Both the aspects are equally important. AWS provides plethora of services which can amuse at the same time confuse one. You might be tempted to use services which might not be required for your project and unnecessarily adds to the cost. At the same time if services not used with proper understanding, can backfire in terms of output and cost. For example, in one of my projects, incorrect implementation of autoscaling ended up running unused servers adding to cost instead of saving it.

Additionally, one need to be aware of all the capabilities of the service provider, for example, what all database and backup services we can use, can we use caching services, monitoring services provided by the service provider. Otherwise you will end up putting in unnecessary effort in rebuilding the wheel.

Here is a good starting point for AWS usage –

Features in Java 9

Java 9 might not be adding major changes like Java 8 which had features like Lambda or Streams or Interface modification, but it does have some good additions.

JShell: If you have worked in python or ruby, you might be aware of shell features these languages provide to quickly run and analyze commands and snippets. Java has come up with similar shell as JShell in Java 9 where you can evaluate the system.

Java Modules/ Jigsaw: Java has taken further step towards modularization. You can define your application in forms of modules and tell JVM what all modules will be used by current module, and what all modules will be exposed which can be used by others.

Private Methods in Interfaces: Java 8 gave us liberty to add method definitions in form of static and default implementations. With Java 9, one can add private methods to help us with organising our code better.

Additional Reads

AWS CloudFormation

When you are setting up an environment on AWS cloud, you need to go through many steps, like creation of IAM roles, Security groups, Databases, EC2 instances, load balancers etc. Often one resource is dependent on other and hence you have to create components one by one which can be time consuming. With Cloudformation scripts one can easily get the deployment steps automated. And most importantly, the script is reusable any number of times. So if I want to replicate a stage setup on production or another setup in another region, it is easily possible.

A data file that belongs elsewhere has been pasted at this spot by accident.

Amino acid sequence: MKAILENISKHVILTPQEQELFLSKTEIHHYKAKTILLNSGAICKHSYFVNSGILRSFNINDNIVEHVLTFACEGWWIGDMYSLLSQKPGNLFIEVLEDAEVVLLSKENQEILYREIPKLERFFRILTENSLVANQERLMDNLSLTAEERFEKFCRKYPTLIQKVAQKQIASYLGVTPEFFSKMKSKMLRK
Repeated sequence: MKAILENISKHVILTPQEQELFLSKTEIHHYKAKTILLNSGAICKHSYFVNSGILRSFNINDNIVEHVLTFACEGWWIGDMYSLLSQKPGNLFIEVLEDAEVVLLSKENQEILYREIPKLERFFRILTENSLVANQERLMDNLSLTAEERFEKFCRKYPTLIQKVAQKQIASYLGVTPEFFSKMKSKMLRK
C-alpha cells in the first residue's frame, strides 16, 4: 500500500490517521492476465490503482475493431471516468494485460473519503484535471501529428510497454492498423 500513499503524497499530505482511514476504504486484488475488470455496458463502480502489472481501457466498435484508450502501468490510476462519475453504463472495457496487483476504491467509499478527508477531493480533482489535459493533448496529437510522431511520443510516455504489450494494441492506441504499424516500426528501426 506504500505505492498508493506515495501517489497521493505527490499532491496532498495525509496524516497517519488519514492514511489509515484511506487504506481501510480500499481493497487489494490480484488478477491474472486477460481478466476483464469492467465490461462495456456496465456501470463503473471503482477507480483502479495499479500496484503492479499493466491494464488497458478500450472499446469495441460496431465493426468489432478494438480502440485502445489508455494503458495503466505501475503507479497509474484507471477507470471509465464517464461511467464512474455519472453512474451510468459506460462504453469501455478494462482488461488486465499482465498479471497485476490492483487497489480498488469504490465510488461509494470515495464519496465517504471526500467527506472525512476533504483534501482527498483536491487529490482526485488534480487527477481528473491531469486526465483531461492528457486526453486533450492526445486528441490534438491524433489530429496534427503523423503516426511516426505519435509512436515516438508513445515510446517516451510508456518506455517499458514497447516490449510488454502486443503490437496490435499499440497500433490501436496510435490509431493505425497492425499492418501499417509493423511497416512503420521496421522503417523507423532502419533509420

One can create template in JSON or YML formats. The template is submitted to cloud formation which executes the template and create the stack which is actual environment with all the mentioned components.

Another important thing is that you can not only create infrastructure, but also do required settings. For example, I needed to get setup for application done on EC2, which I was easily able to do with UserData section.

Here is an example

        Type: AWS::EC2::Instance
            InstanceType: XXXXX # type here
            ImageId: ami-XXXX # any ami here
            KeyName: XXXX # name of the key if already exising or create a new one
            IamInstanceProfile: !Ref InstanceProfile
            - AssociatePublicIpAddress: true
              DeleteOnTermination: true
              Description: ENI for bastion host
              DeviceIndex: '0'
              SubnetId: subnet-XXXXX
              - !Ref AppNodeSG
                "Fn::Sub": |
                  cd /root/
                  apt-get update
                  apt-get -y install awscli
                  aws s3 cp s3://XXXX/XXXX.XXX ~/some location
                  #One can install servers, download wars and deploy at runtime
        Type: AWS::EC2::Instance
            # create another instance
        # Security group to give access to ssh and port 80
        Type: AWS::EC2::SecurityGroup
            GroupDescription: SecurityGroup for new AppNode
            VpcId: vpc-XXXXX
            - IpProtocol: tcp
              FromPort: 80
              ToPort: 80
            - IpProtocol: tcp
              FromPort: 22
              ToPort: 22
        Type: AWS::IAM::InstanceProfile
            Path: /
            Roles: [S3FullAccess] # S3FullAccess Role created Manually, so that my EC2 instance can access S3.